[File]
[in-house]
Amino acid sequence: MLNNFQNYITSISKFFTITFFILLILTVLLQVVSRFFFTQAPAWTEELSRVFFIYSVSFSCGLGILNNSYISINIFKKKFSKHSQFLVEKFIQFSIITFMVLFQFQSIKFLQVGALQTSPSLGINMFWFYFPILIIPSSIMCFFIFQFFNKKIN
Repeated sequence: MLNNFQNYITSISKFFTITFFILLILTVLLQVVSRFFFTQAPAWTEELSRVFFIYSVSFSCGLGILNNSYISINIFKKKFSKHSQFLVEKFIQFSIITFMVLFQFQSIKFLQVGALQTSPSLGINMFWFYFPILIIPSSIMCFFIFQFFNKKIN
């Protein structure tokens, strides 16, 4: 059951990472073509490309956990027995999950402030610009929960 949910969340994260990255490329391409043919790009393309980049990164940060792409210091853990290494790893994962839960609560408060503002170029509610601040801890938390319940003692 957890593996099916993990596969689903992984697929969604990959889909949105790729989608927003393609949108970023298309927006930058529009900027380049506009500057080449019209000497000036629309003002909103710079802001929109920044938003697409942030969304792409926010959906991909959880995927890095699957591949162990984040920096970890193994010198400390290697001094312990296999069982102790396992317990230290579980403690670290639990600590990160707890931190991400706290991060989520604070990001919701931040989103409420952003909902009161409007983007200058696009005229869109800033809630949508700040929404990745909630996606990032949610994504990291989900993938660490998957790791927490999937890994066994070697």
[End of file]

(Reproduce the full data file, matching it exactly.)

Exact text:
[in-house]
Amino acid sequence: MLNNFQNYITSISKFFTITFFILLILTVLLQVVSRFFFTQAPAWTEELSRVFFIYSVSFSCGLGILNNSYISINIFKKKFSKHSQFLVEKFIQFSIITFMVLFQFQSIKFLQVGALQTSPSLGINMFWFYFPILIIPSSIMCFFIFQFFNKKIN
Repeated sequence: MLNNFQNYITSISKFFTITFFILLILTVLLQVVSRFFFTQAPAWTEELSRVFFIYSVSFSCGLGILNNSYISINIFKKKFSKHSQFLVEKFIQFSIITFMVLFQFQSIKFLQVGALQTSPSLGINMFWFYFPILIIPSSIMCFFIFQFFNKKIN
């Protein structure tokens, strides 16, 4: 059951990472073509490309956990027995999950402030610009929960 949910969340994260990255490329391409043919790009393309980049990164940060792409210091853990290494790893994962839960609560408060503002170029509610601040801890938390319940003692 957890593996099916993990596969689903992984697929969604990959889909949105790729989608927003393609949108970023298309927006930058529009900027380049506009500057080449019209000497000036629309003002909103710079802001929109920044938003697409942030969304792409926010959906991909959880995927890095699957591949162990984040920096970890193994010198400390290697001094312990296999069982102790396992317990230290579980403690670290639990600590990160707890931190991400706290991060989520604070990001919701931040989103409420952003909902009161409007983007200058696009005229869109800033809630949508700040929404990745909630996606990032949610994504990291989900993938660490998957790791927490999937890994066994070697």